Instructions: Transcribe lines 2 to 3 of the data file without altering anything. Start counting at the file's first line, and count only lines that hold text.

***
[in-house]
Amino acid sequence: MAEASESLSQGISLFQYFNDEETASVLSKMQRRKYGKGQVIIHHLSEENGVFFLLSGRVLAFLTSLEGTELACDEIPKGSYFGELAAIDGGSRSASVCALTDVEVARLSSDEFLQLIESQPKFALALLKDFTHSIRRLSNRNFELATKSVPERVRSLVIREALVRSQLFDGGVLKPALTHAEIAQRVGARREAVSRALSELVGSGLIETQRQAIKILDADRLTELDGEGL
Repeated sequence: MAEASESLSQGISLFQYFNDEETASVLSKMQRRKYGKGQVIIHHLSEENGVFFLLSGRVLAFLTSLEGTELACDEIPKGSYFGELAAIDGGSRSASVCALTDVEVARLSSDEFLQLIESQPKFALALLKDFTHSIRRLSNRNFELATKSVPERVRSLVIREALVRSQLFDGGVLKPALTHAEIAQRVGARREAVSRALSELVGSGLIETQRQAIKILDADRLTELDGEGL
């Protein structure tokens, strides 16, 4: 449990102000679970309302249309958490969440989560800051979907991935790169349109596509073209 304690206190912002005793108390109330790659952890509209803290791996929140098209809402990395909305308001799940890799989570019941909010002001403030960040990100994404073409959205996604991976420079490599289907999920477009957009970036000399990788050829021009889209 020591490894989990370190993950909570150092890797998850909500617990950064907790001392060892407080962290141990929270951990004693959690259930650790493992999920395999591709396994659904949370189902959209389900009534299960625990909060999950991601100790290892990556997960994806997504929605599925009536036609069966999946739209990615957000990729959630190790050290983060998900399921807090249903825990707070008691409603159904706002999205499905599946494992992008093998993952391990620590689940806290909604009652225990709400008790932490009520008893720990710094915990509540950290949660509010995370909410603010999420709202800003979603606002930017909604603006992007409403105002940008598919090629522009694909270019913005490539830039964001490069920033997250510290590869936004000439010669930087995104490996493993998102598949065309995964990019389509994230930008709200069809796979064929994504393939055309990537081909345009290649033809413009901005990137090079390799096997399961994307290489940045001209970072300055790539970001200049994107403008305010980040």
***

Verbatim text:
Amino acid sequence: MAEASESLSQGISLFQYFNDEETASVLSKMQRRKYGKGQVIIHHLSEENGVFFLLSGRVLAFLTSLEGTELACDEIPKGSYFGELAAIDGGSRSASVCALTDVEVARLSSDEFLQLIESQPKFALALLKDFTHSIRRLSNRNFELATKSVPERVRSLVIREALVRSQLFDGGVLKPALTHAEIAQRVGARREAVSRALSELVGSGLIETQRQAIKILDADRLTELDGEGL
Repeated sequence: MAEASESLSQGISLFQYFNDEETASVLSKMQRRKYGKGQVIIHHLSEENGVFFLLSGRVLAFLTSLEGTELACDEIPKGSYFGELAAIDGGSRSASVCALTDVEVARLSSDEFLQLIESQPKFALALLKDFTHSIRRLSNRNFELATKSVPERVRSLVIREALVRSQLFDGGVLKPALTHAEIAQRVGARREAVSRALSELVGSGLIETQRQAIKILDADRLTELDGEGL